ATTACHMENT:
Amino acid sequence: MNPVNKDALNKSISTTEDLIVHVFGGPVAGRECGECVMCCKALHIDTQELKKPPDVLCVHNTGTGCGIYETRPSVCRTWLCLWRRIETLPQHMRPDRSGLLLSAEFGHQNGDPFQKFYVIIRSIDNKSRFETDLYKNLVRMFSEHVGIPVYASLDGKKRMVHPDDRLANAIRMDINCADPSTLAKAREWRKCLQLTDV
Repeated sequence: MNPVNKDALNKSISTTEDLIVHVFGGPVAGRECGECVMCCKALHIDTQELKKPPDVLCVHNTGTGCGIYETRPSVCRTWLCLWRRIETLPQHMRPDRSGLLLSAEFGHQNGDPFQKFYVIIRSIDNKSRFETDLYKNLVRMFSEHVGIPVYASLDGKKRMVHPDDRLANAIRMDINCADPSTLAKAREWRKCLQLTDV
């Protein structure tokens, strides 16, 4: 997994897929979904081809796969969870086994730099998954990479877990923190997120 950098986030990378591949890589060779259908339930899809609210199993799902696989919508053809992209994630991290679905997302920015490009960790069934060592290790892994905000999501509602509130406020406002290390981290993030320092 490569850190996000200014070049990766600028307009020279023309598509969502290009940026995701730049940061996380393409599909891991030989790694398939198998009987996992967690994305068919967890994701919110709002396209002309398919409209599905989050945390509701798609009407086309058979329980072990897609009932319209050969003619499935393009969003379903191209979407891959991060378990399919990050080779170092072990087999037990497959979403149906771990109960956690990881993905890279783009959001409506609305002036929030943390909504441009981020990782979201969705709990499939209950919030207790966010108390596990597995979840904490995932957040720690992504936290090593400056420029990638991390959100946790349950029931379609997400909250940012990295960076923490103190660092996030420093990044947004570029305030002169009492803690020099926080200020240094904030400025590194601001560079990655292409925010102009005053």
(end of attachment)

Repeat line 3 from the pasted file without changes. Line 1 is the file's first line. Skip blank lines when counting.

């Protein structure tokens, strides 16, 4: 997994897929979904081809796969969870086994730099998954990479877990923190997120 950098986030990378591949890589060779259908339930899809609210199993799902696989919508053809992209994630991290679905997302920015490009960790069934060592290790892994905000999501509602509130406020406002290390981290993030320092 490569850190996000200014070049990766600028307009020279023309598509969502290009940026995701730049940061996380393409599909891991030989790694398939198998009987996992967690994305068919967890994701919110709002396209002309398919409209599905989050945390509701798609009407086309058979329980072990897609009932319209050969003619499935393009969003379903191209979407891959991060378990399919990050080779170092072990087999037990497959979403149906771990109960956690990881993905890279783009959001409506609305002036929030943390909504441009981020990782979201969705709990499939209950919030207790966010108390596990597995979840904490995932957040720690992504936290090593400056420029990638991390959100946790349950029931379609997400909250940012990295960076923490103190660092996030420093990044947004570029305030002169009492803690020099926080200020240094904030400025590194601001560079990655292409925010102009005053």